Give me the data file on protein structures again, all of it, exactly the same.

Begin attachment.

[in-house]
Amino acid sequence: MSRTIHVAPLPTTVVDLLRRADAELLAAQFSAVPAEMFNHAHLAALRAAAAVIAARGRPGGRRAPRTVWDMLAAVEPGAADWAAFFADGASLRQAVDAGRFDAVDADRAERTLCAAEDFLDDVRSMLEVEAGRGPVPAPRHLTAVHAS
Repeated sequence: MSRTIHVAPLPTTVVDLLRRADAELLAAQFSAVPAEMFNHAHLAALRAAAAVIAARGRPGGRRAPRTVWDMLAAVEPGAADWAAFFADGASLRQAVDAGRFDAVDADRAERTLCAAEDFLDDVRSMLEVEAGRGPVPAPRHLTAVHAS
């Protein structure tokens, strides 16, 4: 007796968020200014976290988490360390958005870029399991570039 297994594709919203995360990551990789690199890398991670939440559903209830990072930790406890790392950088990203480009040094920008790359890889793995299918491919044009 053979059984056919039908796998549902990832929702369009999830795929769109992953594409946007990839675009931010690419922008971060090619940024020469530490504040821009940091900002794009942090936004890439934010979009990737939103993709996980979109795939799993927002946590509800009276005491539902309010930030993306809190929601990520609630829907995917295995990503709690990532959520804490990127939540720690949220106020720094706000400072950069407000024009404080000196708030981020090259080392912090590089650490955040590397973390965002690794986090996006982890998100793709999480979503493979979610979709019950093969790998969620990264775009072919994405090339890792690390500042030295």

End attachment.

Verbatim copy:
[in-house]
Amino acid sequence: MSRTIHVAPLPTTVVDLLRRADAELLAAQFSAVPAEMFNHAHLAALRAAAAVIAARGRPGGRRAPRTVWDMLAAVEPGAADWAAFFADGASLRQAVDAGRFDAVDADRAERTLCAAEDFLDDVRSMLEVEAGRGPVPAPRHLTAVHAS
Repeated sequence: MSRTIHVAPLPTTVVDLLRRADAELLAAQFSAVPAEMFNHAHLAALRAAAAVIAARGRPGGRRAPRTVWDMLAAVEPGAADWAAFFADGASLRQAVDAGRFDAVDADRAERTLCAAEDFLDDVRSMLEVEAGRGPVPAPRHLTAVHAS
């Protein structure tokens, strides 16, 4: 007796968020200014976290988490360390958005870029399991570039 297994594709919203995360990551990789690199890398991670939440559903209830990072930790406890790392950088990203480009040094920008790359890889793995299918491919044009 053979059984056919039908796998549902990832929702369009999830795929769109992953594409946007990839675009931010690419922008971060090619940024020469530490504040821009940091900002794009942090936004890439934010979009990737939103993709996980979109795939799993927002946590509800009276005491539902309010930030993306809190929601990520609630829907995917295995990503709690990532959520804490990127939540720690949220106020720094706000400072950069407000024009404080000196708030981020090259080392912090590089650490955040590397973390965002690794986090996006982890998100793709999480979503493979979610979709019950093969790998969620990264775009072919994405090339890792690390500042030295």